"Of all the books I read, Cooke's did, by far, the most harm to my game when I was developing as a strong player in the late 70's/early 80's. Paradoxes and Probabilities is full of so many errors, overvaluing anchors, and, much worse, leaving far too many shots and blots vs strongish home boards. There are timing misconceptions and errors of nearly every sort."—Neil Kazaross, September 2004

1  Openings
2  The Middle Game
3  The End Game
  COVER: By now it has become clear that backgammon is no longer merely a fad like mahjong, and that it is a game in which, over the long run, skill will overcome the luck of the dice. In short, it is recognized as a game in which imagination, positional artistry, timing, unorthodox daring and mathematical skill all play a role in the makeup of an expert backgammon player.
      There is no better way to attain this goal than by studying the problems in this book. Some of them will seem elementary, others exquisitely complex, but even an expert can learn from the former, and even a beginner will glean something from the latter.
      Because backgammon is still dominated by chance—even a champion can lose to a novice if the dice are against him—and because no one can guard continuously against the miracle roll that will turn a winning game into a losing one, backgammon can never be as preceise in its approach as chess or bridge. Still, Paradoxes and Probabilities, if mastered thoroughly, will minimize luck and maximize skill; anyone who learns its lessons will raise the quality of his play and benefit financially.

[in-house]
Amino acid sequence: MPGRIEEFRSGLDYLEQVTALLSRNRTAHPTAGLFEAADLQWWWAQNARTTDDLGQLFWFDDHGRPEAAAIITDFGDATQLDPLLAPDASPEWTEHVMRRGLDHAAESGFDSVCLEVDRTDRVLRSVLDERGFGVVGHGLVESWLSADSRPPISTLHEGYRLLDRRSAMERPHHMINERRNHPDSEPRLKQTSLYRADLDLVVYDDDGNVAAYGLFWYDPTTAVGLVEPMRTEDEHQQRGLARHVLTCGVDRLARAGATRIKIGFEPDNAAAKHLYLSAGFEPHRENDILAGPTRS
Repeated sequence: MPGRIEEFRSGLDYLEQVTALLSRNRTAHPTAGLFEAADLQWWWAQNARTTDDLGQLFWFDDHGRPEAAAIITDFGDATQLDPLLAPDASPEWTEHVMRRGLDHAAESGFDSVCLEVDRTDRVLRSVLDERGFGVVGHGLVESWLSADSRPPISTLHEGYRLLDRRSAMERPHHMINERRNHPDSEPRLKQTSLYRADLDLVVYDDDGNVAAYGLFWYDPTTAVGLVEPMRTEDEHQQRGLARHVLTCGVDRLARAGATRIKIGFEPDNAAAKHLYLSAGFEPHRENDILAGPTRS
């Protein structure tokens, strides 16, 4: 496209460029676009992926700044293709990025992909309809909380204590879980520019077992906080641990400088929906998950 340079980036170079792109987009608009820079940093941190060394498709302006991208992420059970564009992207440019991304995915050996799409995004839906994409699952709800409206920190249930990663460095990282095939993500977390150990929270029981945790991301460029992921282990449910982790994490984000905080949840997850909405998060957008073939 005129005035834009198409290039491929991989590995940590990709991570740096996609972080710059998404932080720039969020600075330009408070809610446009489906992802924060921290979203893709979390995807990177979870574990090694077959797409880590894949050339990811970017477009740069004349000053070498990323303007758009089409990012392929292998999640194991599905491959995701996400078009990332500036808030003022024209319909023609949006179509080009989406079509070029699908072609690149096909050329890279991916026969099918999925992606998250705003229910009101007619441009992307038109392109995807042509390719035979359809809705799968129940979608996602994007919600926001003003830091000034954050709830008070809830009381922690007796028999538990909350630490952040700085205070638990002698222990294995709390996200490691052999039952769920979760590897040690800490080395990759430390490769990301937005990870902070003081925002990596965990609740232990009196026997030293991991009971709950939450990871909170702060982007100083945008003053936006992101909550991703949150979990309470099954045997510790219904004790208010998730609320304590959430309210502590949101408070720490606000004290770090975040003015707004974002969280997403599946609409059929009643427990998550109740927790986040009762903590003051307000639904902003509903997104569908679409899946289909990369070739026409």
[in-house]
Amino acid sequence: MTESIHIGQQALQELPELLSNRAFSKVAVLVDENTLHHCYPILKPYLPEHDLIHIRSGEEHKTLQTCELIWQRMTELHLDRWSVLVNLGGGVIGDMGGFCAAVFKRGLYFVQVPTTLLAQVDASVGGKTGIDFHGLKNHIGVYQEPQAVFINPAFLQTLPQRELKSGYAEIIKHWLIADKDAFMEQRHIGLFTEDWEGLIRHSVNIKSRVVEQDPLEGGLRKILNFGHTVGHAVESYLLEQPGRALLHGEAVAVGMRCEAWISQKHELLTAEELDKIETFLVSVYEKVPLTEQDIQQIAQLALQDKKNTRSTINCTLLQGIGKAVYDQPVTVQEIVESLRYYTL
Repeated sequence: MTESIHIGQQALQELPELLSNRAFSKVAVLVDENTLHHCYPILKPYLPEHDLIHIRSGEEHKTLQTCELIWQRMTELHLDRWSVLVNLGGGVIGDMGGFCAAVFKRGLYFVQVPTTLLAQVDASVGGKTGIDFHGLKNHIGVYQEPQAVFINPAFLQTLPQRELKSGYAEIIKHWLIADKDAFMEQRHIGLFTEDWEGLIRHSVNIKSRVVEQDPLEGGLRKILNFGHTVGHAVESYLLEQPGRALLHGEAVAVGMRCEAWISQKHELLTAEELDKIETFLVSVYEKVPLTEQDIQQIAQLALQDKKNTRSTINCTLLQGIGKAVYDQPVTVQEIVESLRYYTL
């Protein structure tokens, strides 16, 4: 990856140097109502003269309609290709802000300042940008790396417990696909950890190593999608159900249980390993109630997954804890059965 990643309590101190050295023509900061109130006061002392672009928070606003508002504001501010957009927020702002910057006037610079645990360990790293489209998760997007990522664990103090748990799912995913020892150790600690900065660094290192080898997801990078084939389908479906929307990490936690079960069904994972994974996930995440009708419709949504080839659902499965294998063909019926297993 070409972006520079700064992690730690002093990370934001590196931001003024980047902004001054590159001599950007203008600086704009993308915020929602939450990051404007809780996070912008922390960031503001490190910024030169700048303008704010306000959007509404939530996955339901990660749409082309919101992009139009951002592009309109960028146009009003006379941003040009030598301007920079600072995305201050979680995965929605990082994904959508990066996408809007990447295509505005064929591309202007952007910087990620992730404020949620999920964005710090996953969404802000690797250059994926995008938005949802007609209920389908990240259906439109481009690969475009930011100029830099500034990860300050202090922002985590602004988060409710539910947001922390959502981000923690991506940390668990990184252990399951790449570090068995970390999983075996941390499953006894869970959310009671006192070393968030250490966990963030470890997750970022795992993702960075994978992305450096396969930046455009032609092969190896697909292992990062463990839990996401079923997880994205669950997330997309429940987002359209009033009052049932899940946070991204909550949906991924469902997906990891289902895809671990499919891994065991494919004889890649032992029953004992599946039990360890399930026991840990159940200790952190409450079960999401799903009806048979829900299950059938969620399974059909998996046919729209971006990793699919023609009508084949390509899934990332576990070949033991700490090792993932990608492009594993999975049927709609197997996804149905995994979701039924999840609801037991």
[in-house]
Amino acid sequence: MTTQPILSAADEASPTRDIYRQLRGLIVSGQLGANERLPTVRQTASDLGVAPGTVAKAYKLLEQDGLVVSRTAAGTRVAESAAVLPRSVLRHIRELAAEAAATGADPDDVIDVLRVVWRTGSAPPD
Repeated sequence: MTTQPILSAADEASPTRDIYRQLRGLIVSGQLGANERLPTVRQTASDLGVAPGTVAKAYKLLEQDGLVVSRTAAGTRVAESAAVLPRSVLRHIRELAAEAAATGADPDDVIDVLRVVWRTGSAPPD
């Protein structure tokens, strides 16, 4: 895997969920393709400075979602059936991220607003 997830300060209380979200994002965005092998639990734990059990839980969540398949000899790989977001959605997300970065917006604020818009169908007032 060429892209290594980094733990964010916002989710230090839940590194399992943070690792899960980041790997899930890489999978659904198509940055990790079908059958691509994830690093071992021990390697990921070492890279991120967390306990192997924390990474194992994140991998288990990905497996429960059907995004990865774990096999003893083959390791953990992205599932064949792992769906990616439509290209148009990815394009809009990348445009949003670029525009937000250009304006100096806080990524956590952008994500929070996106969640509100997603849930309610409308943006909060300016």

QUOTES: "Until now no one has covered middle-game tactics so thoroughly. There are graphic lessons here for everyone, including experts."—Joe Dwek

"Every facet of the game is explored in this book. Especially instructive are the many examples of when and wwhen not to double—and why."—Claude Beer

"I learned more than I like to admit. Several problems fooled me, particularyly #149 and 160. Also, #120 alone is worth the price of the book."—Hunter Goodrich

"The author doesn't side-step controversy, but candidly admits that certain positions defy concrete analysis. In other words, eh doesn't claim to know everything, which is a refreshing contrast to the inflated egos throughout the world of backgammon."—Lewis Deyong

Barclay Cooke graduated from Yale in 1934, is married, and lives in Englewood, New Jersey. Though he is devoted to classical music, including Bach, Beethoven and brahms, he insists that for him the three B's are baseball, backgammon and bridge.

   Backgammon, The Cruelest Game
The Art of Winning
Barclay Cooke, Jon Bradshaw
1974: Random House, Inc., New York
   Championship Backgammon
Learning Through Master Play
Barclay Cooke, René Orléan
1980: Prentice-Hall, Inc., Englewood Cliffs, New Jersey